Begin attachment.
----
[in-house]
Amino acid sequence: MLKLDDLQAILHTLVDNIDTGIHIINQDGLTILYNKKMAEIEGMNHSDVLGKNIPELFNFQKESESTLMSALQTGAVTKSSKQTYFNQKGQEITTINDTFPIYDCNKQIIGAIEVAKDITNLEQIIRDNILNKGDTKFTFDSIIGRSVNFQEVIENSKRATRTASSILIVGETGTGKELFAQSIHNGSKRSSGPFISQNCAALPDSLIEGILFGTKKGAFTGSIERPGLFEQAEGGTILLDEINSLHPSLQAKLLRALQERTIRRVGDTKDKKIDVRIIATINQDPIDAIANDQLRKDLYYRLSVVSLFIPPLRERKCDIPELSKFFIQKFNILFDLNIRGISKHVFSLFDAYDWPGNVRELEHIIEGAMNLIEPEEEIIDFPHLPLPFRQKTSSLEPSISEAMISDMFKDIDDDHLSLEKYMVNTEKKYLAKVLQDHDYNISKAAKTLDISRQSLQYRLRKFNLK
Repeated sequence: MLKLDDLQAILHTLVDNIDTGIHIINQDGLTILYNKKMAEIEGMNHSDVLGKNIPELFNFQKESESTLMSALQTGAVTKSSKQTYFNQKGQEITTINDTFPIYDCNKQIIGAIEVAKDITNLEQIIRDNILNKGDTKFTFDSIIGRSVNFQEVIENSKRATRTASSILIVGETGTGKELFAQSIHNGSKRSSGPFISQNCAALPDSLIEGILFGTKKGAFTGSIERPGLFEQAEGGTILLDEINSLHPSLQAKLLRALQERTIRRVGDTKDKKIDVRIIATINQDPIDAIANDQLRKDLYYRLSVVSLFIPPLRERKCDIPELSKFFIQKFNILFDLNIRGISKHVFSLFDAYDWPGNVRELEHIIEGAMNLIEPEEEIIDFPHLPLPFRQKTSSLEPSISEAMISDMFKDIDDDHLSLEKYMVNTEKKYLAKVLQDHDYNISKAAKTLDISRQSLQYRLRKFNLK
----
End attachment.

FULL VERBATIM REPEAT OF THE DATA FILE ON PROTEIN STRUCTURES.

[in-house]
Amino acid sequence: MLKLDDLQAILHTLVDNIDTGIHIINQDGLTILYNKKMAEIEGMNHSDVLGKNIPELFNFQKESESTLMSALQTGAVTKSSKQTYFNQKGQEITTINDTFPIYDCNKQIIGAIEVAKDITNLEQIIRDNILNKGDTKFTFDSIIGRSVNFQEVIENSKRATRTASSILIVGETGTGKELFAQSIHNGSKRSSGPFISQNCAALPDSLIEGILFGTKKGAFTGSIERPGLFEQAEGGTILLDEINSLHPSLQAKLLRALQERTIRRVGDTKDKKIDVRIIATINQDPIDAIANDQLRKDLYYRLSVVSLFIPPLRERKCDIPELSKFFIQKFNILFDLNIRGISKHVFSLFDAYDWPGNVRELEHIIEGAMNLIEPEEEIIDFPHLPLPFRQKTSSLEPSISEAMISDMFKDIDDDHLSLEKYMVNTEKKYLAKVLQDHDYNISKAAKTLDISRQSLQYRLRKFNLK
Repeated sequence: MLKLDDLQAILHTLVDNIDTGIHIINQDGLTILYNKKMAEIEGMNHSDVLGKNIPELFNFQKESESTLMSALQTGAVTKSSKQTYFNQKGQEITTINDTFPIYDCNKQIIGAIEVAKDITNLEQIIRDNILNKGDTKFTFDSIIGRSVNFQEVIENSKRATRTASSILIVGETGTGKELFAQSIHNGSKRSSGPFISQNCAALPDSLIEGILFGTKKGAFTGSIERPGLFEQAEGGTILLDEINSLHPSLQAKLLRALQERTIRRVGDTKDKKIDVRIIATINQDPIDAIANDQLRKDLYYRLSVVSLFIPPLRERKCDIPELSKFFIQKFNILFDLNIRGISKHVFSLFDAYDWPGNVRELEHIIEGAMNLIEPEEEIIDFPHLPLPFRQKTSSLEPSISEAMISDMFKDIDDDHLSLEKYMVNTEKKYLAKVLQDHDYNISKAAKTLDISRQSLQYRLRKFNLK